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Ludi's Projects 2019

 
master pollinator
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Location: Central Texas USA Latitude 30 Zone 8
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Reducing the Ashe Juniper population, making new trails, and erosion control brush berms.
P1080058.JPG
reducing juniper
reducing juniper
 
Tyler Ludens
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We're at the transition between the "Dead of Summer" and the new cool season growing period.  The Cedar Elms are blooming and some Summer-dormant things are beginning to come out of dormancy.  I'm cleaning up the Kitchen Garden to plant cool-season vegetables and to review what did well and what failed.

Starting with the failures:

Strawberries - they hated it right away and died soon after.  Soil not right, probably.

Bambara Ground Nuts - same thing, instant hate, near-instant death.

Crosnes - never did much, soil probably too alkaline.

Eggplant - seeds sprouted but seedlings died or got eaten instantly.

Choko/Mirliton - grew well initially then failed as it got very hot.  Probably in too much sun on the West-facing side of the garden.  Next year I will try them on the East-facing side.

Bell Pepper - not worth growing, they don't produce well here.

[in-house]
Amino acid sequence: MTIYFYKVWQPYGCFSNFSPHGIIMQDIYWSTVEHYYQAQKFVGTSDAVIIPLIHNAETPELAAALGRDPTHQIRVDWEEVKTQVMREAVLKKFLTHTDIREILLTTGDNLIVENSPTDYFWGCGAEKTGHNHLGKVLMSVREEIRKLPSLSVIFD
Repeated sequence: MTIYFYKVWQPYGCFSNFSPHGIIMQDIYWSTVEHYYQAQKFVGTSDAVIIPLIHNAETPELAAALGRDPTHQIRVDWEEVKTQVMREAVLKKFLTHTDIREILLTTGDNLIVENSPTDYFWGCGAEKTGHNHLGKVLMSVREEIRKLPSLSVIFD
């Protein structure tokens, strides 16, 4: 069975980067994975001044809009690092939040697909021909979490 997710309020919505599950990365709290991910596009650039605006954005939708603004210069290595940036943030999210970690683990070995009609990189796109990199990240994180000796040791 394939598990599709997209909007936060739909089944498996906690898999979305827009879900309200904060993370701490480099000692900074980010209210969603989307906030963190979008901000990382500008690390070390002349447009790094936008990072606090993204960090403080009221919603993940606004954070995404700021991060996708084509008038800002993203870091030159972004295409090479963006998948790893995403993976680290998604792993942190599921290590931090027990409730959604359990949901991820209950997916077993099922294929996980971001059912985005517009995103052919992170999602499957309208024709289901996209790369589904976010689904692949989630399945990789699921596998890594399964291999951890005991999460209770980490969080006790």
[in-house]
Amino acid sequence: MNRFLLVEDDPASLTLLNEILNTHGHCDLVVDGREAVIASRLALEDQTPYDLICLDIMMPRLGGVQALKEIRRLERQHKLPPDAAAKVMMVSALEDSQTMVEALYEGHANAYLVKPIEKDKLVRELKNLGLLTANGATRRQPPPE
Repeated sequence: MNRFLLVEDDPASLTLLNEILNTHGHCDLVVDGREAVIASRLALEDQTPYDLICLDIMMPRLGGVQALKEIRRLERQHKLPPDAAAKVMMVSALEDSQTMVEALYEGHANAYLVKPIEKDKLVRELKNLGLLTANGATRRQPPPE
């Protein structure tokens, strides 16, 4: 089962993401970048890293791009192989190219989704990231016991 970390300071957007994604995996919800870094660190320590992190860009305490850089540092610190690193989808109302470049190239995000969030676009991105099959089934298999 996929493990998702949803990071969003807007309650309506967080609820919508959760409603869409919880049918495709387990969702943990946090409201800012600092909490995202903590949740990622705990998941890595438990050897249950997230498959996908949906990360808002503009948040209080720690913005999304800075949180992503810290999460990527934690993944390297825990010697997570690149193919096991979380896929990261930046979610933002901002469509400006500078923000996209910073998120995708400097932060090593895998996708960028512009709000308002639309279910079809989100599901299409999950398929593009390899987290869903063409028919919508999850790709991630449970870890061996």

There were some notable successes:

Tatume Squash - grew fabulously and produced like mad, more than we could eat.  We shared a lot of them.  We still have over a dozen mature fruit to eat later.

Sweet Potato - I planted these as a ground cover and they did great.  We ate them throughout the season as greens and it looks like we will get some roots as well.

Red Russian Kale - produced well for months, went dormant in the heat of Summer and is now coming back for new harvests.

Sweet Banana Pepper - grew and produced heavily.  Next year I will try to grow them from seed instead of from store plants.

Moringa - my new favorite plant.  I have three growing in the Kitchen Garden and have planted sticks of three more which I hope will root and grow.  I hope to get all these trees through the cold season but not counting on it.  In any case they grow so fast I won't mind replanting from seed next year if I have to.


Some challenges:

Gilbert Fritz Landrace Tomatoes - grew well direct-seeded and produced lots of fruit but got badly attacked by sucking insects.  Soil probably not optimum.

Bearded Iris - I planted a lot of these throughout the Kitchen Garden but the soil there is sometimes too moist for them so some rotted.  I'm moving the survivors to the Food Forest where the soil stays drier.

Apple - I successfully grafted my one surviving Apple tree but it has not grown much at all.  Just not happy.  I think I will give up on Apples.
sept2019.JPG
kitchen garden
kitchen garden
 
Tyler Ludens